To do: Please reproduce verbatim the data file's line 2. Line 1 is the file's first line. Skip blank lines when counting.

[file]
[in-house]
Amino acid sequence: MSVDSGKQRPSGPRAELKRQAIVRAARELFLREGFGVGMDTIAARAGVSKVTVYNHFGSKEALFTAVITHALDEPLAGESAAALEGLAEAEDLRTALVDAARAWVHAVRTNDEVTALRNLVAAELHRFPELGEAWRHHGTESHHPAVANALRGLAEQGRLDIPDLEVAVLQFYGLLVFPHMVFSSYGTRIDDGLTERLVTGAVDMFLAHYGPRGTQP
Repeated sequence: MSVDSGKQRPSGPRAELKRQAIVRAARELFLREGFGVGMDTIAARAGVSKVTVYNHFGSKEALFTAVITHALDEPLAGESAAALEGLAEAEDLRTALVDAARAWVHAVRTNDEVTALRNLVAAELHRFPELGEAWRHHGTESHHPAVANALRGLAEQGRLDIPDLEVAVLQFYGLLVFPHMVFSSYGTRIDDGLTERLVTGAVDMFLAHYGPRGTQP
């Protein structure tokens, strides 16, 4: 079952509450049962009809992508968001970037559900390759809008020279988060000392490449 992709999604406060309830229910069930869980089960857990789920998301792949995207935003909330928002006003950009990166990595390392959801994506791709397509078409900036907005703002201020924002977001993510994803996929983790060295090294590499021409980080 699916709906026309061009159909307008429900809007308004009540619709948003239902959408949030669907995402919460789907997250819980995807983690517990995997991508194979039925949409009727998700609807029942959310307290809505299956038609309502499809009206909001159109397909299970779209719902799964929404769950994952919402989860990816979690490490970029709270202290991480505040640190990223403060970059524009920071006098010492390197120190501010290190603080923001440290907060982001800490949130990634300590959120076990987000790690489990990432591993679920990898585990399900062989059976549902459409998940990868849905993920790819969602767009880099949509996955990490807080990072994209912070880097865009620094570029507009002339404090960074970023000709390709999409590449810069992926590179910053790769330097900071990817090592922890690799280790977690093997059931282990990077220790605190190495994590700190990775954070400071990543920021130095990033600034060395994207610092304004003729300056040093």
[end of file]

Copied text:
Amino acid sequence: MSVDSGKQRPSGPRAELKRQAIVRAARELFLREGFGVGMDTIAARAGVSKVTVYNHFGSKEALFTAVITHALDEPLAGESAAALEGLAEAEDLRTALVDAARAWVHAVRTNDEVTALRNLVAAELHRFPELGEAWRHHGTESHHPAVANALRGLAEQGRLDIPDLEVAVLQFYGLLVFPHMVFSSYGTRIDDGLTERLVTGAVDMFLAHYGPRGTQP